Profiles in Diversity Journal 25th Anniversary
Lynne Doughtie of KPMG has recently begun a new role as Vice Chair for Advisory in the Americas. Unique for women in the consulting...

Lynne Doughtie of KPMG has recently begun a new role as Vice Chair for Advisory in the Americas. Unique for women in the consulting and advisory business, Doughtie will be overseeing 6,000 employees. In this interview, Doughtie speaks about the changing work environment, getting started in the business, and balancing work and family.

Q. How did you initially get involved in accounting and advisory services?

Right out of school I started with KPMG in the audit business, and worked on a variety of clients. My career started in financial services as an auditor. I really loved it, and I set my sights on trying to become an audit partner at KPMG. My career progressed naturally, and something I share with a number of people I’ve mentored is that you never know what direction your career will go.

At the time when I was ready to make partner in the late 1990s there was major consolidation in the financial services industry. Unrelated to anything I was doing, the market was changing, and I was left to take stock of my own skills and do something different. I was fortunate to be a part of a firm like KPMG that allowed for this flexibility and growth. I took that chance with IT advisory services. It created a whole new experience for me, and it also made me realize a lot of the skills I had developed in audit served me very well on the advisory side of the business.

Q. Did you ever see yourself as an executive when you started out?

When I started out beyond the idea of eventually becoming a partner, my focus was really on shorter term goals. I tried to set my sights on what I wanted to accomplish five years out, and have used similar five-year increments since then to remain on track, which continues to serve me well. At the same time, it is important to allow for some level of flexibility in your career plans, so when a new opportunity presents itself, you’re able to switch course and take some risks. I’ve found that when I’ve done that, although it may be uncomfortable in the beginning, that’s really where you grow the most. I’ve never regretted when I’ve taken a different path than I originally sought out to do.

I always had confidence in my abilities. Much of that came from the example set by my mother, who had a very successful business of her own. Having this role model was so important for me, especially early in my career. When you are trying to work and have a family, although it’s certainly hard, when you’ve seen someone else do it, you know you can, too.

Q. Have you ever noticed any stereotyping or double standards as a woman?

I’ve never felt that, and I think that’s because I had the mindset of seeing other women succeed, not only at KPMG, but also within my only family. My mother worked, my grandmother worked, and my aunts worked. We all did it and we were all successful. I tended to not focus on perceived stereotyping. Instead I said, “I’m going to make whatever project I get the best.” From my standpoint, I didn’t see a double standard. Having said that, I think it’s a tough job and tough profession for women. It’s a lot of hours, it’s demanding, but today there’s so much more flexibility than when I was starting out. I think in this day and age there are certainly more opportunities and options to making it all work, particularly when you’re trying to raise a family.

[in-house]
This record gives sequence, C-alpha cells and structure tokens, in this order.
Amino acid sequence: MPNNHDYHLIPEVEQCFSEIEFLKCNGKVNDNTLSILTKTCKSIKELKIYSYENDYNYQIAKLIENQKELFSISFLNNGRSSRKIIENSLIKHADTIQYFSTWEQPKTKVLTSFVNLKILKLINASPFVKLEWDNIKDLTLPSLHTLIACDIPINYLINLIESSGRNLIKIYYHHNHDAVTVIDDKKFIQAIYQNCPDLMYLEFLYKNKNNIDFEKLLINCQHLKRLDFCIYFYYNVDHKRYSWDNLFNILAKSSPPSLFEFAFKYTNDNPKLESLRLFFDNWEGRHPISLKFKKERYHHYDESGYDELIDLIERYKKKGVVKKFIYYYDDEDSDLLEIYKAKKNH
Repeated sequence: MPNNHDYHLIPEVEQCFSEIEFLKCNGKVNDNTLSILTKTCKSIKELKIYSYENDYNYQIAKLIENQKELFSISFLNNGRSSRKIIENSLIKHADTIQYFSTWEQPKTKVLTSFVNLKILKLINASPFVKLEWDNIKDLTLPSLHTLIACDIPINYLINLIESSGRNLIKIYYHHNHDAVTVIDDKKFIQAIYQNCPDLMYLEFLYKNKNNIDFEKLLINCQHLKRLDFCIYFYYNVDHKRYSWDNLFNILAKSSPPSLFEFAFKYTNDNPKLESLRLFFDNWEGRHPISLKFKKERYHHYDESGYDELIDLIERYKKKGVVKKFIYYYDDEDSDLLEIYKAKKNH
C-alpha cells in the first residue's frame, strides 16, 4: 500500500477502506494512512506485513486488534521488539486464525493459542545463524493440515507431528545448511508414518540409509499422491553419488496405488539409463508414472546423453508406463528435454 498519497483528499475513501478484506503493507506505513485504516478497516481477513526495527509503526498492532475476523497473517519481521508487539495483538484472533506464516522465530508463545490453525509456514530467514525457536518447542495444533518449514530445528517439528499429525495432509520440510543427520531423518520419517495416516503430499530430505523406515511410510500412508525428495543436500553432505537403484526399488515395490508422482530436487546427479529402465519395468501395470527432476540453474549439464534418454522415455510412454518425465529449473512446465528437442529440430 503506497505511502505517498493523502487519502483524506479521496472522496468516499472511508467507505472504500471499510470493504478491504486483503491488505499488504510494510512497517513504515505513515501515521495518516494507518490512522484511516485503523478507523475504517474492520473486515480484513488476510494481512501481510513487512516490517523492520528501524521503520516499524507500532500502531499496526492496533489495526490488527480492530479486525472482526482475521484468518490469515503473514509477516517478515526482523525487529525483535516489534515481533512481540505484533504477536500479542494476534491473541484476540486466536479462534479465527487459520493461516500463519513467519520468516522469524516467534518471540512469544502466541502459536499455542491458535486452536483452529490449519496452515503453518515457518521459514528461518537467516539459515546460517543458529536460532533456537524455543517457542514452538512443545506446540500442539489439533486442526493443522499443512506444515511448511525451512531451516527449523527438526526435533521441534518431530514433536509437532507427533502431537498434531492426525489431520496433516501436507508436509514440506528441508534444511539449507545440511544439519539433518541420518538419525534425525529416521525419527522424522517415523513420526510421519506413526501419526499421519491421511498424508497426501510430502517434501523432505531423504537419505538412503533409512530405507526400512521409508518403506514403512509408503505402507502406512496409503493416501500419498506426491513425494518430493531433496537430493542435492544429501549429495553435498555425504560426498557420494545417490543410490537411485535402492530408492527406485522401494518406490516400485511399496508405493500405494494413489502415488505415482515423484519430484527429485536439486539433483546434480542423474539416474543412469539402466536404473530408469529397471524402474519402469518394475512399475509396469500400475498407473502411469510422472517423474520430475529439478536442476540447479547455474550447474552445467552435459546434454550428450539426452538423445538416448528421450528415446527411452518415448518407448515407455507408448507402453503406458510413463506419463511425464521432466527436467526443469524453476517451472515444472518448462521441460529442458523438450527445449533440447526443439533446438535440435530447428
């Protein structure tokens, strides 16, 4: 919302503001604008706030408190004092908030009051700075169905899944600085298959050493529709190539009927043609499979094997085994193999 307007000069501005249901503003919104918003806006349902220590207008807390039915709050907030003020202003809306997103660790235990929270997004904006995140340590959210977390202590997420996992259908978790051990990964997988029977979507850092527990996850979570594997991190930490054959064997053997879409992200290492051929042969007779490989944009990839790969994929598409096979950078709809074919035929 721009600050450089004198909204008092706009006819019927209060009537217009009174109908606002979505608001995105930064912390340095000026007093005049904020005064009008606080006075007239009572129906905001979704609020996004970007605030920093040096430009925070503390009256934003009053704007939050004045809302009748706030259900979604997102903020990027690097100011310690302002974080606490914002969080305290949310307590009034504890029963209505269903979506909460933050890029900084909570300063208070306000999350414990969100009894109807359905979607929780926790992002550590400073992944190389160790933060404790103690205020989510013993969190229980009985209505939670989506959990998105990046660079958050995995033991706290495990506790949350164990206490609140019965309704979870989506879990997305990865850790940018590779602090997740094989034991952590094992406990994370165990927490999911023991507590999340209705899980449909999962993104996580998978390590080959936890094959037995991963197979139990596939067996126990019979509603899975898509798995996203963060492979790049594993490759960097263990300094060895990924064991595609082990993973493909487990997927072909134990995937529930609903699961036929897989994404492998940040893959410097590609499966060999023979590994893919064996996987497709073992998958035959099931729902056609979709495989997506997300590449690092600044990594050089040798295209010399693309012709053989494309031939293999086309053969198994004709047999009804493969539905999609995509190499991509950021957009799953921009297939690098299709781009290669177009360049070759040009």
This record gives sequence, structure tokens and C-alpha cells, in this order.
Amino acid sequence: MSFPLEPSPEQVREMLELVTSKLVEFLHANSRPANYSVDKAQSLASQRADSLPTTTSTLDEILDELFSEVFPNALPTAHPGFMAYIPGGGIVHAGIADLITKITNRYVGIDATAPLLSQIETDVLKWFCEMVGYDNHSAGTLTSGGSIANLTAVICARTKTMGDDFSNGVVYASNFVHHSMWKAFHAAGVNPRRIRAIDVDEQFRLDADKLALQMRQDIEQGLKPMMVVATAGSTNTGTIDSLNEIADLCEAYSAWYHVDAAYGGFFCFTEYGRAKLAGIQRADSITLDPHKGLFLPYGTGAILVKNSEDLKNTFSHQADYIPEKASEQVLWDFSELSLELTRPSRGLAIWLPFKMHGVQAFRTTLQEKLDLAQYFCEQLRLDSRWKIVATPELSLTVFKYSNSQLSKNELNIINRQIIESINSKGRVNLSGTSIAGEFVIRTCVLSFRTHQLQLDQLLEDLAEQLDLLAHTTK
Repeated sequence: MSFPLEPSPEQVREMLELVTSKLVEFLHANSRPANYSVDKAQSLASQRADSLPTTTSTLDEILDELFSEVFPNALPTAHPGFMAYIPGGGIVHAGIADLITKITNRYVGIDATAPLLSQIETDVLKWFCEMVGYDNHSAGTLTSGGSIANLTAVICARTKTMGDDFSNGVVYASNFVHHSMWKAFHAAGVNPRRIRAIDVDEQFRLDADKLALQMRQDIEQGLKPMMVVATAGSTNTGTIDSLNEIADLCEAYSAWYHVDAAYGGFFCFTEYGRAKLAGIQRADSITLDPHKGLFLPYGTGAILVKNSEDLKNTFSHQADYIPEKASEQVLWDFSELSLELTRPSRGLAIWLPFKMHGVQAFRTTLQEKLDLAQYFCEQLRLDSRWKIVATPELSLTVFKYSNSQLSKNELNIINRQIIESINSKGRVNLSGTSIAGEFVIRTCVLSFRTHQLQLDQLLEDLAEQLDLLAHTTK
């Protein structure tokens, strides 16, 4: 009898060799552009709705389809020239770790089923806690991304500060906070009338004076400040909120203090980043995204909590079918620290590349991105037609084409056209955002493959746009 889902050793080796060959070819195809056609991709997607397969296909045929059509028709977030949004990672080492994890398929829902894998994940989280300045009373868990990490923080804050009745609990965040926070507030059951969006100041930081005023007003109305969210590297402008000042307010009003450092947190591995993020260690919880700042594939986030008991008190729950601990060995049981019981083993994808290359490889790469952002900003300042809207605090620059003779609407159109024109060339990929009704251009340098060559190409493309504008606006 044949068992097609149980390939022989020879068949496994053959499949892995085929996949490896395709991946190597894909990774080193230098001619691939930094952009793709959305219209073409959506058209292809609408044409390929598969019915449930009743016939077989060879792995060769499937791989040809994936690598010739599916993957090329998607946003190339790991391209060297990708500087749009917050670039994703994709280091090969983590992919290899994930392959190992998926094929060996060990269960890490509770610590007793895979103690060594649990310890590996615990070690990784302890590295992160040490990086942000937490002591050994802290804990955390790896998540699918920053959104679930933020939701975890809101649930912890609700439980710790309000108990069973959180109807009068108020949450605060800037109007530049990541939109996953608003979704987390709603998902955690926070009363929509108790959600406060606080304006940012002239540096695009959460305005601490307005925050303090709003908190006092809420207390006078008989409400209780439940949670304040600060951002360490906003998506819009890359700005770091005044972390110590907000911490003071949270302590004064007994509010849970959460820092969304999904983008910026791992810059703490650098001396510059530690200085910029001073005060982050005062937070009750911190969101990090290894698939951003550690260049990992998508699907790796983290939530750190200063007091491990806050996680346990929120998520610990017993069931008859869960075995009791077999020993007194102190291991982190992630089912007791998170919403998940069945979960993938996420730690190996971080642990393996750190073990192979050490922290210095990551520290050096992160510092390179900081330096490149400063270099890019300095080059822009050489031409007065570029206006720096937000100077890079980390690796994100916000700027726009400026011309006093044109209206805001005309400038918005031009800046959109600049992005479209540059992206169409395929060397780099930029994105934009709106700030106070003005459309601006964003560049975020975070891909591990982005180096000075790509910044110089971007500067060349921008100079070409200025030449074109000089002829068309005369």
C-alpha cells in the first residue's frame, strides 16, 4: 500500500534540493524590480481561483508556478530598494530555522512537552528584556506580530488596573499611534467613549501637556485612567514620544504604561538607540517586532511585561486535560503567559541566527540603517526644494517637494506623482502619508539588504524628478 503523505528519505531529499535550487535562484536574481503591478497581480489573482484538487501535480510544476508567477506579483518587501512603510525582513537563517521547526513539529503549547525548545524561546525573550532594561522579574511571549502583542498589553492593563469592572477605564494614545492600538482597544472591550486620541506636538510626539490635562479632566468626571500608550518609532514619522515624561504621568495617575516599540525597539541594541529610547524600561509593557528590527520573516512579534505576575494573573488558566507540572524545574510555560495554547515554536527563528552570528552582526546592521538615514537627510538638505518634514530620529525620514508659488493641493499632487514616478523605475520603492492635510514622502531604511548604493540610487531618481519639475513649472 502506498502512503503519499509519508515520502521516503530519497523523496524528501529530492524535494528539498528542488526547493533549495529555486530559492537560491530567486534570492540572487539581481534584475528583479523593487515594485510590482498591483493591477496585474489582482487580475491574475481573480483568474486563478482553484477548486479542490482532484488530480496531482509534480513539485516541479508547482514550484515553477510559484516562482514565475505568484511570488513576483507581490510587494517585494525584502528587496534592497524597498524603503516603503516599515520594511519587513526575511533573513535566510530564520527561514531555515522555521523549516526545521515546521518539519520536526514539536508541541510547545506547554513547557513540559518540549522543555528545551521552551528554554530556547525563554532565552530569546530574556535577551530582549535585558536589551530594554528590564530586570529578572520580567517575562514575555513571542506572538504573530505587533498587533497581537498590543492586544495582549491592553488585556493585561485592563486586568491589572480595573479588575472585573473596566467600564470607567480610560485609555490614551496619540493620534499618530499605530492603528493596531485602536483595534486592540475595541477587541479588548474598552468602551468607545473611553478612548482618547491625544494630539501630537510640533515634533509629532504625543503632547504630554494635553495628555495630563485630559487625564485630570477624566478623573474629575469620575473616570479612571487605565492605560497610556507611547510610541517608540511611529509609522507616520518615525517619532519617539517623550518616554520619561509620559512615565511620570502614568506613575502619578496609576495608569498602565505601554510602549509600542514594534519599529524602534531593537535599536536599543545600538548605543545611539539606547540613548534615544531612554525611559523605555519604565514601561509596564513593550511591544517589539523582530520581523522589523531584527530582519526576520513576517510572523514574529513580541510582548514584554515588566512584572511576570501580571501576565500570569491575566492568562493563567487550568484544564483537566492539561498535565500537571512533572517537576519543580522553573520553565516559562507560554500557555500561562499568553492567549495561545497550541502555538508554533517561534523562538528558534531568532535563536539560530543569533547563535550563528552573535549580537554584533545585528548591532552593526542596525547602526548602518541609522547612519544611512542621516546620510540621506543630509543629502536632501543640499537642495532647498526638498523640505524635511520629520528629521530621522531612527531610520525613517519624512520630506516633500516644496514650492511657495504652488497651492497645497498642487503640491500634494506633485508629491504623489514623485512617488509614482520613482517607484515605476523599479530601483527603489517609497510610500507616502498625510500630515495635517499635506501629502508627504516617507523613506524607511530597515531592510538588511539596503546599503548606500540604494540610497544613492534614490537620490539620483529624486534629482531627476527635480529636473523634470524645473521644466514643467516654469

Q. How do you think the workforce has changed since you began your career?

It’s so much more fast-paced. When I reflect back, my first five to ten years, we didn’t even have voicemail, much less a PDA or PC. When you went home that evening, you basically went home. When I look at how the business environment has changed, there’s total access all the time. In so many ways, that makes us so much more efficient. But in other ways, it’s very hard to unplug. The social impacts of technology and media are the most significant changes I’ve seen in the workplace throughout my career.

Q. What are your greatest blessings?

Definitely family. When I was traveling and my daughter was a young teenager, she resented that I worked so much, I questioned if it was the right thing. As a young woman now, with her own career ambitions, I asked her recently if she ever wishes I had picked a more traditional path, and she said “No! You love your job.” It helps to validate that you are setting a positive influence for your family. The other huge thrill from my job is watching the people I hire grow, excel, and reach great milestones in their career. That sense of pride in lifting up others throughout the organization is a huge blessing back to any executive.

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